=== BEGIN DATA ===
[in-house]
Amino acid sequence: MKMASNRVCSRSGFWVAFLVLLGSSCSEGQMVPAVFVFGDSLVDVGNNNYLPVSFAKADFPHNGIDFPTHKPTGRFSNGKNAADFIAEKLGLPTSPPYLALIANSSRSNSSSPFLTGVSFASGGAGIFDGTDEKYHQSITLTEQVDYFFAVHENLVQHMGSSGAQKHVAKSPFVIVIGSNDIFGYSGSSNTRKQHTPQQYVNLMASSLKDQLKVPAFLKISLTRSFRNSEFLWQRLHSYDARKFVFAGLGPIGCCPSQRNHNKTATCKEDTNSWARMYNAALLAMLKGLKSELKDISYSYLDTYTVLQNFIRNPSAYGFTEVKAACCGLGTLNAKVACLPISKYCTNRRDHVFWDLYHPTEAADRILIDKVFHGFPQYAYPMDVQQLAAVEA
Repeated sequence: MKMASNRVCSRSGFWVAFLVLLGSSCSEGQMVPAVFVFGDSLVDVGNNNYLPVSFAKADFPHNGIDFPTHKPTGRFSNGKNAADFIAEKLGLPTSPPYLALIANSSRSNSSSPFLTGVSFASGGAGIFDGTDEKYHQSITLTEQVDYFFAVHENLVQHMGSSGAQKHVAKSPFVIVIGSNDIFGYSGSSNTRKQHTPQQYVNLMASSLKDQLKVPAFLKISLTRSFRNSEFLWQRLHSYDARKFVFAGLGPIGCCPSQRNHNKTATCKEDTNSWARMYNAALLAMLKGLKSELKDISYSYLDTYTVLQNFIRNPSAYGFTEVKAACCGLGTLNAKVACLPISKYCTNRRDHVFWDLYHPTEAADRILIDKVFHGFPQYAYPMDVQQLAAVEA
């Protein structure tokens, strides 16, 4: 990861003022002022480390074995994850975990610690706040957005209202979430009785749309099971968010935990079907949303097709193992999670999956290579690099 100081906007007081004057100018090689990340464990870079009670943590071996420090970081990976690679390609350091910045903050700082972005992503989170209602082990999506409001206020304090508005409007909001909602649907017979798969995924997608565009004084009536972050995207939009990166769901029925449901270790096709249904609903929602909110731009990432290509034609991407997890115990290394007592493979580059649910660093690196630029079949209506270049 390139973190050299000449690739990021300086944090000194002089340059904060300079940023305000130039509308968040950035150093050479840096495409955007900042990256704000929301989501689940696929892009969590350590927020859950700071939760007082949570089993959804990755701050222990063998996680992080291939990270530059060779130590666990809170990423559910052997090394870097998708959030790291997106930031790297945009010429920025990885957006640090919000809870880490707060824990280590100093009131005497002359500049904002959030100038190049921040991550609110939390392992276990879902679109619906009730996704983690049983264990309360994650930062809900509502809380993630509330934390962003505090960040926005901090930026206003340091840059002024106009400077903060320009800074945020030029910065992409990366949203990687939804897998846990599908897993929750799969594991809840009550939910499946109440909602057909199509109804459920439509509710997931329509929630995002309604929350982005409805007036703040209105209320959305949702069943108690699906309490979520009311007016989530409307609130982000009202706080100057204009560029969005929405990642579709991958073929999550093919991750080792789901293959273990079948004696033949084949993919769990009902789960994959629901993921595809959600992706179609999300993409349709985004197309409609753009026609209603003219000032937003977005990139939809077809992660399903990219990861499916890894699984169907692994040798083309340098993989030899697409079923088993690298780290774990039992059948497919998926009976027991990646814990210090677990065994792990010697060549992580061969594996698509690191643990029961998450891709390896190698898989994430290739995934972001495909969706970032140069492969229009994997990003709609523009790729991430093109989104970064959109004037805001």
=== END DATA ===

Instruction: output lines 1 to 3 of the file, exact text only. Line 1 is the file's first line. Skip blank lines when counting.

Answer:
[in-house]
Amino acid sequence: MKMASNRVCSRSGFWVAFLVLLGSSCSEGQMVPAVFVFGDSLVDVGNNNYLPVSFAKADFPHNGIDFPTHKPTGRFSNGKNAADFIAEKLGLPTSPPYLALIANSSRSNSSSPFLTGVSFASGGAGIFDGTDEKYHQSITLTEQVDYFFAVHENLVQHMGSSGAQKHVAKSPFVIVIGSNDIFGYSGSSNTRKQHTPQQYVNLMASSLKDQLKVPAFLKISLTRSFRNSEFLWQRLHSYDARKFVFAGLGPIGCCPSQRNHNKTATCKEDTNSWARMYNAALLAMLKGLKSELKDISYSYLDTYTVLQNFIRNPSAYGFTEVKAACCGLGTLNAKVACLPISKYCTNRRDHVFWDLYHPTEAADRILIDKVFHGFPQYAYPMDVQQLAAVEA
Repeated sequence: MKMASNRVCSRSGFWVAFLVLLGSSCSEGQMVPAVFVFGDSLVDVGNNNYLPVSFAKADFPHNGIDFPTHKPTGRFSNGKNAADFIAEKLGLPTSPPYLALIANSSRSNSSSPFLTGVSFASGGAGIFDGTDEKYHQSITLTEQVDYFFAVHENLVQHMGSSGAQKHVAKSPFVIVIGSNDIFGYSGSSNTRKQHTPQQYVNLMASSLKDQLKVPAFLKISLTRSFRNSEFLWQRLHSYDARKFVFAGLGPIGCCPSQRNHNKTATCKEDTNSWARMYNAALLAMLKGLKSELKDISYSYLDTYTVLQNFIRNPSAYGFTEVKAACCGLGTLNAKVACLPISKYCTNRRDHVFWDLYHPTEAADRILIDKVFHGFPQYAYPMDVQQLAAVEA